Of course, I’m not at all advocating for a reduction in our professional missions staff. If there is any organization on God’s green earth that takes the gospel to the nations better than the IMB, I’d like to hear about it! I want missions to be well-funded; I think if we trim the fat in a few places, we can do that.

4. One of the most important things that an SBC President does is make appointments. What will be the primary considerations in that process for you? What role will Baptist Confessionalism play regarding the BFM2000?

I wouldn’t appoint anyone who did not assent to the BFM 2000. Furthermore, I wouldn’t appoint anyone whose church polity didn’t reflect such an assent. Article VI of the BFM 2000 states “A New Testament Church of Jesus Christ is an autonomous local congregation of baptized believers.” The current SBC President, Ronnie Floyd, has a church with satellite campuses. So, too, do current candidates JD Greear and Steve Gaines. It’s a mess. I’d look for the sort of appointee who wouldn’t be afraid to kick churches like that out of the convention, no matter how much money those churches brought in to the SBC. If a church had a woman preacher, we’d kick it out. If a church “married” gays, we’d kick it out. Yet, when a church sets up a satellite campus empire, we seem to encourage it. We elect the pastors of these churches to be presidents of the convention amidst their humble-brags of how much money their churches give to the Cooperative Program. I can only conclude that the main concerns of the the current SBC regime are money, numbers, and influence.

John Wesley very notably said, “Give me one hundred men who fear nothing but sin and desire nothing but God, and I care not whether they are clergy or layman, they alone will shake the gates of Hell and set up the kingdom of Heaven upon the earth.” Those are the type of men I’d appoint. I know it’s ironic to quote Wesley here, since his church polity didn’t match the BMF either but his statement is dead-on. I would look to appoint trustees just like Wesley described. Level-jumpers and influence peddlers need not apply.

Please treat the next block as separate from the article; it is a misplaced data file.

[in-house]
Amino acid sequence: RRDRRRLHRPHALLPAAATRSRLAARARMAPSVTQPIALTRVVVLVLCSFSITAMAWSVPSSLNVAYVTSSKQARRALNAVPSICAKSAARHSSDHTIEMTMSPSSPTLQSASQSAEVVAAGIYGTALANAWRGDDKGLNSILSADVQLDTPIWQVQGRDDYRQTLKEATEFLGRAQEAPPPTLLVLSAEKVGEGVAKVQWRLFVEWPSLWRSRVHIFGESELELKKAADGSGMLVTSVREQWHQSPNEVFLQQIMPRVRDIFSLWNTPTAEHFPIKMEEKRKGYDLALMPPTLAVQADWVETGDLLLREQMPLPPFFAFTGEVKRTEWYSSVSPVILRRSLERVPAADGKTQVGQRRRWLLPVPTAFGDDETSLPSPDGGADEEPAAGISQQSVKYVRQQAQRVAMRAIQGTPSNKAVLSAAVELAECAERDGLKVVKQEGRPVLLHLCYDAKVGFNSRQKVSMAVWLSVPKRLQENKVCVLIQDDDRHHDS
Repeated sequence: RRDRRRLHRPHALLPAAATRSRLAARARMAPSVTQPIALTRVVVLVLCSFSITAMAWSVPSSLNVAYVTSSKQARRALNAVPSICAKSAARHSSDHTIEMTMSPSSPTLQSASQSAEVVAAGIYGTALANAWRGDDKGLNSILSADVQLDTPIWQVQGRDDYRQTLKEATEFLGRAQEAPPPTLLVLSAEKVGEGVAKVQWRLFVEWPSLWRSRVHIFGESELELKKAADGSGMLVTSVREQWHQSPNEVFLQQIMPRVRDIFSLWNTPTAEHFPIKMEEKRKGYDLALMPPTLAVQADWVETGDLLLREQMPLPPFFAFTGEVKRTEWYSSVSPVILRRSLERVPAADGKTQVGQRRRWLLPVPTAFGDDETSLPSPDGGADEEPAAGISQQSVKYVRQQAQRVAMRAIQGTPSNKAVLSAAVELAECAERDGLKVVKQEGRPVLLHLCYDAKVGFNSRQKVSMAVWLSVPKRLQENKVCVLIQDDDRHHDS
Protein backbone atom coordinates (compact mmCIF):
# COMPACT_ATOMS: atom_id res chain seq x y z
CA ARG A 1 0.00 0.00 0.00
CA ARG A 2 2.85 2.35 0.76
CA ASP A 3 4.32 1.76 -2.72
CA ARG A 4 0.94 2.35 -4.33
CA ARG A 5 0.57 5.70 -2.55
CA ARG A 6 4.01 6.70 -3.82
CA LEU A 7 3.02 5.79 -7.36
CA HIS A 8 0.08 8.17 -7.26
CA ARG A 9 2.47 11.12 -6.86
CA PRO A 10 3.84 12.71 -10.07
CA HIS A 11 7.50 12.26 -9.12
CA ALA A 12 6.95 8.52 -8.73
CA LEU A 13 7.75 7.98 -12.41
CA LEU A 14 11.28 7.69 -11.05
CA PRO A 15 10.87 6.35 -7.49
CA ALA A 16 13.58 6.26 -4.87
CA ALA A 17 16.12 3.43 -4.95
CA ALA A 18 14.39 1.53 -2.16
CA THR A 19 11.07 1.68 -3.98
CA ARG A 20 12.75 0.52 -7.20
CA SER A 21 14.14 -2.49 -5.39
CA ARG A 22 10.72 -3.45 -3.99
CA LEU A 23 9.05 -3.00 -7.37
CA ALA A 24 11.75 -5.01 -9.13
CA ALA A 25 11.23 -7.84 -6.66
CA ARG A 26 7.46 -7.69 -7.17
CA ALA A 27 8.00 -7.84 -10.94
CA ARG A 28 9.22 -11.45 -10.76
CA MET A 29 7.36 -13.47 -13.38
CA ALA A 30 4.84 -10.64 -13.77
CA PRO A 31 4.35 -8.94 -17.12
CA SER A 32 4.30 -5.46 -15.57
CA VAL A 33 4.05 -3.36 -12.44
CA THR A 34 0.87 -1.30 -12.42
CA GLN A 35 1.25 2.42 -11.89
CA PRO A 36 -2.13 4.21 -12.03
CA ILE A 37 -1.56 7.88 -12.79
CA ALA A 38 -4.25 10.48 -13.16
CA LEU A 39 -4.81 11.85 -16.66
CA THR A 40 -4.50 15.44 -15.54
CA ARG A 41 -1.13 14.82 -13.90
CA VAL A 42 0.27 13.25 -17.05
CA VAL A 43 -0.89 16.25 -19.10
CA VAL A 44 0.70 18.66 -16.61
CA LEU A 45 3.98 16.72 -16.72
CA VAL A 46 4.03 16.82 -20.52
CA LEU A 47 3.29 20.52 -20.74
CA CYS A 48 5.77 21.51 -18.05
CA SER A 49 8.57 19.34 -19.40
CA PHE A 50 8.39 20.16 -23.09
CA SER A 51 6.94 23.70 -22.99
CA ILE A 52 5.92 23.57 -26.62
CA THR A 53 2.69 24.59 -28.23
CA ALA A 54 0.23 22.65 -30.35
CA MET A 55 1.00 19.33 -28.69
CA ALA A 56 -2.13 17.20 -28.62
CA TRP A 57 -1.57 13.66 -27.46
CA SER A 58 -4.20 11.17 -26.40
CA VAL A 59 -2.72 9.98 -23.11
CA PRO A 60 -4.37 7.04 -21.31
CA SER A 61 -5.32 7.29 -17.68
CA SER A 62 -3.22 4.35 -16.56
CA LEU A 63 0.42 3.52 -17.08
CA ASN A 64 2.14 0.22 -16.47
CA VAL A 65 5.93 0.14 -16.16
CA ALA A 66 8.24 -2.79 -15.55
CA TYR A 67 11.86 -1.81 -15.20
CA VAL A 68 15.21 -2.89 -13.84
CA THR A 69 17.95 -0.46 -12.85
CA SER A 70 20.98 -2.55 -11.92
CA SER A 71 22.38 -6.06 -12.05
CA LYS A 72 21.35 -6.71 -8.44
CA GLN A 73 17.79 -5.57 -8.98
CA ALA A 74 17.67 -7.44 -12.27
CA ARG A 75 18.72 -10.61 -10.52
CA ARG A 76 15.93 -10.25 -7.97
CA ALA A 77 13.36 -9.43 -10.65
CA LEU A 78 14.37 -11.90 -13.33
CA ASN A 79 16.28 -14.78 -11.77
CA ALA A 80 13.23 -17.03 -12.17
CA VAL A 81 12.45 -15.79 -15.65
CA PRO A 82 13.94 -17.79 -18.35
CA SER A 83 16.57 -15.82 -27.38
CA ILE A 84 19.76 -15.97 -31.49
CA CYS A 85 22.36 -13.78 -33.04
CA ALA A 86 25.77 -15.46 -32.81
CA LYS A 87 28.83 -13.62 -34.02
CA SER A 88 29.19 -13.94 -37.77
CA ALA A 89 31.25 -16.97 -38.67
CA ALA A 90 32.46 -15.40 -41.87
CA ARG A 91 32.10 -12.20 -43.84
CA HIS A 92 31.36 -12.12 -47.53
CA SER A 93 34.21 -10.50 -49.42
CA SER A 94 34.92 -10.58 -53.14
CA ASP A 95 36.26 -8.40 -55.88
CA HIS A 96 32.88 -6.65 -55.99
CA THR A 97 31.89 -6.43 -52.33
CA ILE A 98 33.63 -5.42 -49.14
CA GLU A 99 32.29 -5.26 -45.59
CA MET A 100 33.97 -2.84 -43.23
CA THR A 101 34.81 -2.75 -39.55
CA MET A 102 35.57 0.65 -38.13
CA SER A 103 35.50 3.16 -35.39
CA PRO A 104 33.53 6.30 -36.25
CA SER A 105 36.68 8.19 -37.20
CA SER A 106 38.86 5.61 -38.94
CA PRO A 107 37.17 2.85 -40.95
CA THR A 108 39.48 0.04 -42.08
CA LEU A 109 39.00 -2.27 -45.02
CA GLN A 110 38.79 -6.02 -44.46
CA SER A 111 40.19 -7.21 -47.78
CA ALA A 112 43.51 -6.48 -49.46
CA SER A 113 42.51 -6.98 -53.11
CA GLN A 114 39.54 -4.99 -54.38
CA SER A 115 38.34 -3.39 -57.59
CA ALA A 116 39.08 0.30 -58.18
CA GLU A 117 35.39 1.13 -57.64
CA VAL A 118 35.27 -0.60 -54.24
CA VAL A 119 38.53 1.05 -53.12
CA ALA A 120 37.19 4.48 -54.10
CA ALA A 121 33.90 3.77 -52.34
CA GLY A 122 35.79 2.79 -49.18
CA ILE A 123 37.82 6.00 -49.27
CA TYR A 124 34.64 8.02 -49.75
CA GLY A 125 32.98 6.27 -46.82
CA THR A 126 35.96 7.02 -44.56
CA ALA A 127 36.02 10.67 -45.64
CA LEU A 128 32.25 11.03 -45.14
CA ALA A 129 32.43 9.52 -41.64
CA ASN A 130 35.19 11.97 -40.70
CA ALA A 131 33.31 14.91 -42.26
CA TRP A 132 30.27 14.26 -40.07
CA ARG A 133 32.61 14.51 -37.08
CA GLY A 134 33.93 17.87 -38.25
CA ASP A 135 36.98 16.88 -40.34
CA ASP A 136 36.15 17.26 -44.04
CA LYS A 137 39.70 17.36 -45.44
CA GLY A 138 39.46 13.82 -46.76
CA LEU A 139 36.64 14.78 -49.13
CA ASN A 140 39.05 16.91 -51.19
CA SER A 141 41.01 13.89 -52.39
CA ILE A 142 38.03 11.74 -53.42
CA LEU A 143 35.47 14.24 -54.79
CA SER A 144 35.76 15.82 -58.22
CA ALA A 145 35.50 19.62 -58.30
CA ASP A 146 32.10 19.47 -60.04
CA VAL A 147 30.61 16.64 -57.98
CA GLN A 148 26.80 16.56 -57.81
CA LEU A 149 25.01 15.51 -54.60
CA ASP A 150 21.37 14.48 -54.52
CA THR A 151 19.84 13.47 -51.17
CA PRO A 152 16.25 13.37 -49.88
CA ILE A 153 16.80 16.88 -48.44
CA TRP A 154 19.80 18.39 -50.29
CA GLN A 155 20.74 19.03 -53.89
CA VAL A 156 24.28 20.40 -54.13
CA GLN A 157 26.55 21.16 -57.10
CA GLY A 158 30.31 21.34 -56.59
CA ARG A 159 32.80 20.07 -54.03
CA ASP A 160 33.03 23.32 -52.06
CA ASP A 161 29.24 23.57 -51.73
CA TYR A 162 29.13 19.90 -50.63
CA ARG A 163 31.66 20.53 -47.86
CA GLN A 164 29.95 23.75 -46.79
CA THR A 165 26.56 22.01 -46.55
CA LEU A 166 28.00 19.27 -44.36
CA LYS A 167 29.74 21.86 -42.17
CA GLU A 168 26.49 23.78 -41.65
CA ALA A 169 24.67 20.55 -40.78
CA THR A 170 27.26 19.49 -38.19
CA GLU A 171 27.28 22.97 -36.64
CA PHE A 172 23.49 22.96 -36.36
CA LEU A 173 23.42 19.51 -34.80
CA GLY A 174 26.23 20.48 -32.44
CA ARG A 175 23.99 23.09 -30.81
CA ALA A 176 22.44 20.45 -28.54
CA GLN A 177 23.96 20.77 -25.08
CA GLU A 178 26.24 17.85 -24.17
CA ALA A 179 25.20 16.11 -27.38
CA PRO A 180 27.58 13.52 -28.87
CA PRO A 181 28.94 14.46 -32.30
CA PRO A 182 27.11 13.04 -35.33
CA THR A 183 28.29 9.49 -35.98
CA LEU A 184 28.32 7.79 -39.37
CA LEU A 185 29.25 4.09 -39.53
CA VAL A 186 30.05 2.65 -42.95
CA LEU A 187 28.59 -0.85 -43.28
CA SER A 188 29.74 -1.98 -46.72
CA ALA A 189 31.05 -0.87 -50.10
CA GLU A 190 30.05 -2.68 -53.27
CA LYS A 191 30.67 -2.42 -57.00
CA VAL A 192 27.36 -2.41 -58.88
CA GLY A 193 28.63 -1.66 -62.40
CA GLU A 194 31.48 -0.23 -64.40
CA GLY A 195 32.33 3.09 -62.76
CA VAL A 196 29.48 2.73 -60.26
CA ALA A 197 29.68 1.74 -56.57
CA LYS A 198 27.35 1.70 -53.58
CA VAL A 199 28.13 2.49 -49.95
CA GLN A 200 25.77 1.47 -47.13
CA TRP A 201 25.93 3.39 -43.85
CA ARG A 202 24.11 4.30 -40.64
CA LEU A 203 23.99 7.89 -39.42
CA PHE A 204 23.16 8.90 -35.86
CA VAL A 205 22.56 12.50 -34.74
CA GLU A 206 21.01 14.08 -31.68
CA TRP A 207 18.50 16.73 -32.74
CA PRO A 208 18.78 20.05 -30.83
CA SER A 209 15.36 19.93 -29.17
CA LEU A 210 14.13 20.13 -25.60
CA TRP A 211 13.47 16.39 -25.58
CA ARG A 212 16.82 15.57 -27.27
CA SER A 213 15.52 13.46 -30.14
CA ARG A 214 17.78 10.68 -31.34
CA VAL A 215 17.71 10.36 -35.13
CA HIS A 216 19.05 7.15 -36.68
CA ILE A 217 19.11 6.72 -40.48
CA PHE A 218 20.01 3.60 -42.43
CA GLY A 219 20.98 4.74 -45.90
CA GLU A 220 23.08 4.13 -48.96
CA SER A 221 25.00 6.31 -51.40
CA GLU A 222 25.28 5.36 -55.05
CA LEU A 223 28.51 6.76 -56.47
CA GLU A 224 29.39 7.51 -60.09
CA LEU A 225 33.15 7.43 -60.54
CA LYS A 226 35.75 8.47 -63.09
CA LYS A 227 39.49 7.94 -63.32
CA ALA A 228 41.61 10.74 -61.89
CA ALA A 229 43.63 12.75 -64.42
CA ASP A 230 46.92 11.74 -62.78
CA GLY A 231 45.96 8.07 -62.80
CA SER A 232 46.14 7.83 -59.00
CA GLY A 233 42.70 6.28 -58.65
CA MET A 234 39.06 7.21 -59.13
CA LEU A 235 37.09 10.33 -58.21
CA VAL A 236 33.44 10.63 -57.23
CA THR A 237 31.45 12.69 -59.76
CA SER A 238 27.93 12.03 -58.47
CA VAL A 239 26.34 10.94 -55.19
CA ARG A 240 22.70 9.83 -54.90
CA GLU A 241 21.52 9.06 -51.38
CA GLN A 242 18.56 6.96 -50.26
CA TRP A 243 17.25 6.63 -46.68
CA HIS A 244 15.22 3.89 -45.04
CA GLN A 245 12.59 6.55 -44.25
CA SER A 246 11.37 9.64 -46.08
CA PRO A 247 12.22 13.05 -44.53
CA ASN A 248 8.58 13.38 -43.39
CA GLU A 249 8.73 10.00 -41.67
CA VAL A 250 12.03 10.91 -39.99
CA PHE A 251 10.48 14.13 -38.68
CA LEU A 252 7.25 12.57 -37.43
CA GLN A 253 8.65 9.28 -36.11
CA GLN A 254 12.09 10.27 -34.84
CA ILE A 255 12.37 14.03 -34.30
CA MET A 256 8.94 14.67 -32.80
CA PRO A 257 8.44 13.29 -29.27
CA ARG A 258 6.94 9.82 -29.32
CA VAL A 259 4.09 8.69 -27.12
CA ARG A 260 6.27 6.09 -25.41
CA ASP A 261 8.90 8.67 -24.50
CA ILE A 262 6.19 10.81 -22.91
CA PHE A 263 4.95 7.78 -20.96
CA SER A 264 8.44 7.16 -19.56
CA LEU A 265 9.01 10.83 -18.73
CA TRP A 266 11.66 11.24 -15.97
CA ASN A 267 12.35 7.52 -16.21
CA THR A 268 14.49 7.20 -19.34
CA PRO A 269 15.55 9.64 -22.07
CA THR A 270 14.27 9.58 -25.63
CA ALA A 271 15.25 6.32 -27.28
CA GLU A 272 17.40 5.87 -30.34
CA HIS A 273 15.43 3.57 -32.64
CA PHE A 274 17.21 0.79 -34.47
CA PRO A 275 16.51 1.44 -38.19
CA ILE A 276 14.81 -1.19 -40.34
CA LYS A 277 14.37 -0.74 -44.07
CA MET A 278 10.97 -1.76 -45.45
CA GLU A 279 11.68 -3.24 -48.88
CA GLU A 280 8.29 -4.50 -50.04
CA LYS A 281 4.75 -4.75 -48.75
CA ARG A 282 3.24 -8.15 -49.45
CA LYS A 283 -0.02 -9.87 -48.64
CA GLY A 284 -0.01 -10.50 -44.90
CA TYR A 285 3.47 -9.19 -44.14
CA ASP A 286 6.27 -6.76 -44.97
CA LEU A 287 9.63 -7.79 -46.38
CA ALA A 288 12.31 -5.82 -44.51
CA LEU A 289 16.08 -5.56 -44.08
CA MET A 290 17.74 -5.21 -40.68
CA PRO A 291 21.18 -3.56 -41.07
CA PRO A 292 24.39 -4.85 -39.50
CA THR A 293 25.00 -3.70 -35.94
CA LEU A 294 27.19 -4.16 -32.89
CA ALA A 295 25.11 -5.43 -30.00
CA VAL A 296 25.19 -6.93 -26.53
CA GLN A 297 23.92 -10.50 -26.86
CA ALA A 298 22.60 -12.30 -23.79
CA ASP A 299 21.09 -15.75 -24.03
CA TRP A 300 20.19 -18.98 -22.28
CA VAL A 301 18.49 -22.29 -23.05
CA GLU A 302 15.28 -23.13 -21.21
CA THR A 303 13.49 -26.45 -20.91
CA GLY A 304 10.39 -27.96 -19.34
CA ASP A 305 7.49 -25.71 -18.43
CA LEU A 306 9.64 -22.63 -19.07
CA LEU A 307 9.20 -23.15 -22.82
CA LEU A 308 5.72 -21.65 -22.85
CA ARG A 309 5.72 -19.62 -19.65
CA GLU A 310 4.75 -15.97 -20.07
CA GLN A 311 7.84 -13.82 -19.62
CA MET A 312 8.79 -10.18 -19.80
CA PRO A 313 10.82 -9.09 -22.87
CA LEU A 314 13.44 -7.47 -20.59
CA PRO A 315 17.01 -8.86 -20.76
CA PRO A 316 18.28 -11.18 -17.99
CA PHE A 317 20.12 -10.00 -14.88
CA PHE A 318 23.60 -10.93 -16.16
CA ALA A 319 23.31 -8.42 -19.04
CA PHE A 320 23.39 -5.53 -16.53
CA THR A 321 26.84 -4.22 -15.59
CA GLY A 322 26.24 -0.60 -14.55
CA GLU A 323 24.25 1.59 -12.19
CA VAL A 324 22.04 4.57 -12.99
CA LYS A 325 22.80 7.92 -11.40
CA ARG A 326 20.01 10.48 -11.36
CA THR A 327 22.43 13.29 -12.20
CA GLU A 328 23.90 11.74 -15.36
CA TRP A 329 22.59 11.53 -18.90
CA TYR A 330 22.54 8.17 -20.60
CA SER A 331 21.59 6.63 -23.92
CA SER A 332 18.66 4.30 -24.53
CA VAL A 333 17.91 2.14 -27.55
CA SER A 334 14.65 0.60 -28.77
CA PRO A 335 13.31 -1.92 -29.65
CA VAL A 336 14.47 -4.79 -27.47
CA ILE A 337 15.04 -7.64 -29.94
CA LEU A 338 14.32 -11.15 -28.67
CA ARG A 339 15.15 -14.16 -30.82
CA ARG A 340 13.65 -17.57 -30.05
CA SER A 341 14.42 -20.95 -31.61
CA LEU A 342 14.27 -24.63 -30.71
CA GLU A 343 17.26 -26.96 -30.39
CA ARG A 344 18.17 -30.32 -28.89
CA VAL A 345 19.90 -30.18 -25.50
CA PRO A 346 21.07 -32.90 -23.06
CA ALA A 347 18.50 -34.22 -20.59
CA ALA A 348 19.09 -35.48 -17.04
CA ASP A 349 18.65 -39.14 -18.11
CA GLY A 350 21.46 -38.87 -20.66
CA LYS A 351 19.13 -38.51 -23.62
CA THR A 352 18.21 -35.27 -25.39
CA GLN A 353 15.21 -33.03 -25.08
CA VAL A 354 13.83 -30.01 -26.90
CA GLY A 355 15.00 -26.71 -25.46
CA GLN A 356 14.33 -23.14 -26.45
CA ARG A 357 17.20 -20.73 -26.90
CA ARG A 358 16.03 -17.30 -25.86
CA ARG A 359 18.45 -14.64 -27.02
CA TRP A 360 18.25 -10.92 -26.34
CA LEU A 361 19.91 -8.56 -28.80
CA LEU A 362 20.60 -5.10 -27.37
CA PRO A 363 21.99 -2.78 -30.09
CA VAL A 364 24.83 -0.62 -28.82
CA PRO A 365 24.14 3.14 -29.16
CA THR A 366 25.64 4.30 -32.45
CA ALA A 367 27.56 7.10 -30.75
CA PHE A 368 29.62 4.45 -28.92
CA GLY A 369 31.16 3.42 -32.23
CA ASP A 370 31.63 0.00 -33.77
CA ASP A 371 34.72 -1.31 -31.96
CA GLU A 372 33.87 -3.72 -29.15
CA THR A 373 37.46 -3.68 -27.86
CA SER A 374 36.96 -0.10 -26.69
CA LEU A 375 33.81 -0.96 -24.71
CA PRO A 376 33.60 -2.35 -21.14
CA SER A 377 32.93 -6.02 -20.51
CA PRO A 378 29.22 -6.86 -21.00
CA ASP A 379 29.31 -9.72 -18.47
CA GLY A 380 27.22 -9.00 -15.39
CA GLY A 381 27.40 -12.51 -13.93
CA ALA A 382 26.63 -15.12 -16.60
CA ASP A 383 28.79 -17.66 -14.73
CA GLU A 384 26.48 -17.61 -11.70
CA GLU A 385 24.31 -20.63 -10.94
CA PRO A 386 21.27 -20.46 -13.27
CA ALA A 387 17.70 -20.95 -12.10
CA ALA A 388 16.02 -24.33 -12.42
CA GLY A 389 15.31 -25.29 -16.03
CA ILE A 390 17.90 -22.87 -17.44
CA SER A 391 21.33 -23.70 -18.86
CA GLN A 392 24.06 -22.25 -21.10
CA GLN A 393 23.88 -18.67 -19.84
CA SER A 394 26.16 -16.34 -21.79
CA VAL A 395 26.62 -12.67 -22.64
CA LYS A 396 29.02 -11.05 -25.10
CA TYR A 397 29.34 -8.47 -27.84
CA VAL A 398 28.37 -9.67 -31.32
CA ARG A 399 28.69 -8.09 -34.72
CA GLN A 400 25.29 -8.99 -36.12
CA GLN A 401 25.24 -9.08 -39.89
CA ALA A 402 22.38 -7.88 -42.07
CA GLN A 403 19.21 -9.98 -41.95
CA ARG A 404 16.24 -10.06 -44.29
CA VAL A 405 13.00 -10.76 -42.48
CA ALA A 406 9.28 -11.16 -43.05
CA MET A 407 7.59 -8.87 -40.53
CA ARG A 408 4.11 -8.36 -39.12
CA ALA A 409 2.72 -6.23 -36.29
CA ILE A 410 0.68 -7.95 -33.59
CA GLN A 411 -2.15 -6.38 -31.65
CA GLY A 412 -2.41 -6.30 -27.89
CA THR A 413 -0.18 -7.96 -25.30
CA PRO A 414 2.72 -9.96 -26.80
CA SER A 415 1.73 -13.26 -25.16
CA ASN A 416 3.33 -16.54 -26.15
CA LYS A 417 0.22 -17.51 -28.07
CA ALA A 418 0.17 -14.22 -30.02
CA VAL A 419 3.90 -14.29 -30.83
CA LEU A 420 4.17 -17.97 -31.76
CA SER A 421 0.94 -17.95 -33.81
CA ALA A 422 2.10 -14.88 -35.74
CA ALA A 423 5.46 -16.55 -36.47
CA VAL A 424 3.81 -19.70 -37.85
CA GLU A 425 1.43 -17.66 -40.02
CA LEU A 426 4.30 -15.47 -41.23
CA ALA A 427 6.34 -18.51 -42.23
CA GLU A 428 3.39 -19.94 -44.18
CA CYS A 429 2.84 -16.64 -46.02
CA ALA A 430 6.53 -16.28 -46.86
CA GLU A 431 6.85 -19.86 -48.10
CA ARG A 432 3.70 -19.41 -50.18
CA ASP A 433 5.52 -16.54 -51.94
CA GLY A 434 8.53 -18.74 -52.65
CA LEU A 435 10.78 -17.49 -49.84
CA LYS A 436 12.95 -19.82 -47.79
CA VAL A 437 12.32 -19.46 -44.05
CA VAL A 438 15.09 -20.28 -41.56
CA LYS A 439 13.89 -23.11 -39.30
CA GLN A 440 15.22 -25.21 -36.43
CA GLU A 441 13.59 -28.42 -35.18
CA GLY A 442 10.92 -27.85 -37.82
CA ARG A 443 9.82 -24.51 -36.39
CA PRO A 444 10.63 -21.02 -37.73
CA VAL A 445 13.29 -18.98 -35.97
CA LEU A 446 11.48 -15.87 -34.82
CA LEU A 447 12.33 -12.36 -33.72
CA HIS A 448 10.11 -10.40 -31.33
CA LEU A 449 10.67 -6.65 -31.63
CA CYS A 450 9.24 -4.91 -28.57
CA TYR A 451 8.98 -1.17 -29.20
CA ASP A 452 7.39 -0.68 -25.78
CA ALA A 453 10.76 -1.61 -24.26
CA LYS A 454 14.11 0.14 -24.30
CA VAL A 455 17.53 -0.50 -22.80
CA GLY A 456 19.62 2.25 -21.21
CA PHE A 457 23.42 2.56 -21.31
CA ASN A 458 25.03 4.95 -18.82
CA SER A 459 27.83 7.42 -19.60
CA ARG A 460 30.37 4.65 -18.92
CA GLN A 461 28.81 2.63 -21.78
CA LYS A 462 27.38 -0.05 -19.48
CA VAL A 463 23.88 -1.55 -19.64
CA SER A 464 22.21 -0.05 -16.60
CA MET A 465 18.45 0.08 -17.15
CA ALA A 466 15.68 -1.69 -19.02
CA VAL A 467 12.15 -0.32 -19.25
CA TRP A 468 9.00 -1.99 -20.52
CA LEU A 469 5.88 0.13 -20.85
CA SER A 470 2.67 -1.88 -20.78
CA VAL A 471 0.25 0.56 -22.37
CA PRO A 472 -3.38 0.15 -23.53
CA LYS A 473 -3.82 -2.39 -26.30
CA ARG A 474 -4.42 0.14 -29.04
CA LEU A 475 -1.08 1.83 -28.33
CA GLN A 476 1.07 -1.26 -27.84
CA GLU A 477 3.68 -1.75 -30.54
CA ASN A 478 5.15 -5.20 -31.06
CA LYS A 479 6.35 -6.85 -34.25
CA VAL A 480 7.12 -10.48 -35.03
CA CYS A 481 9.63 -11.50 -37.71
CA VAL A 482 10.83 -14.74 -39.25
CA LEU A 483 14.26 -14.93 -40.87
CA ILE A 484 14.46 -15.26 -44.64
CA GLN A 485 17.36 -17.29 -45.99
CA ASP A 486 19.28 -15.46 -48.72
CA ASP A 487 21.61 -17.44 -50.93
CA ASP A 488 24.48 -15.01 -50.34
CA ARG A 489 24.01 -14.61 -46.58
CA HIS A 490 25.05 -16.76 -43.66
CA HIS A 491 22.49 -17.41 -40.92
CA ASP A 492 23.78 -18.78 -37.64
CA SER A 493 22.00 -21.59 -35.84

5. What is your perspective on the ongoing Calvinist/Non-Calvinist debate in SBC life? Will that affect your thought process in making appointments?

This debate, quite frankly, reminds me of Star Wars Episode I, The Phantom Menace. In that movie, the a Sith Lord incites two sides to fight against each other to create an unstable situation. He uses that unstable situation to rise to power. I think Anti-Calvinist people in the convention create a Calvinist boogeyman. Then, they offer their own services as heroes to come in a save the convention from the Calvinists. They create enemies so they can be a hero, that’s terrible. There’s a movie called Dragonheart that I saw when I was a little kid. In the movie, Dennis Quaid plays a knight who makes his living hunting dragons. Eventually, he conspires with a dragon played by Sean Connery to work together to fleece villages. The dragon would attack a village and the knight would come in a pretend to kill the dragon, for a fee. Then he and his partner would move on to the next village. It was all a scam.

There used to be a very real boogeyman in the convention, theological liberalism. It’s gone. That dragon is slayed. Let’s not try and create a new one that isn’t a serious threat. I’ll be clear, I am a three-point Calvinists: TUP. If you’re four or five it doesn’t bother me. If you don’t share the gospel, you don’t belong in the SBC. If you think you can convince someone to get saved outside of the power of the Holy Spirit to convict a lost person of his sins, then you don’t belong either. Everything else seems like a technicality. I wouldn’t appoint anyone who was a hyper-calvinist (I’m yet to meet on the SBC). I also wouldn’t appoint anyone who was an “I see that hand” type of emotional manipulator (sadly, I think we’re not short of these types).

We’ll find out who was right about Calvinism when Christ returns. Until them, we have the same gospel and the same Baptist beliefs. Let’s press on together and not let unnecessary divisions get in the way.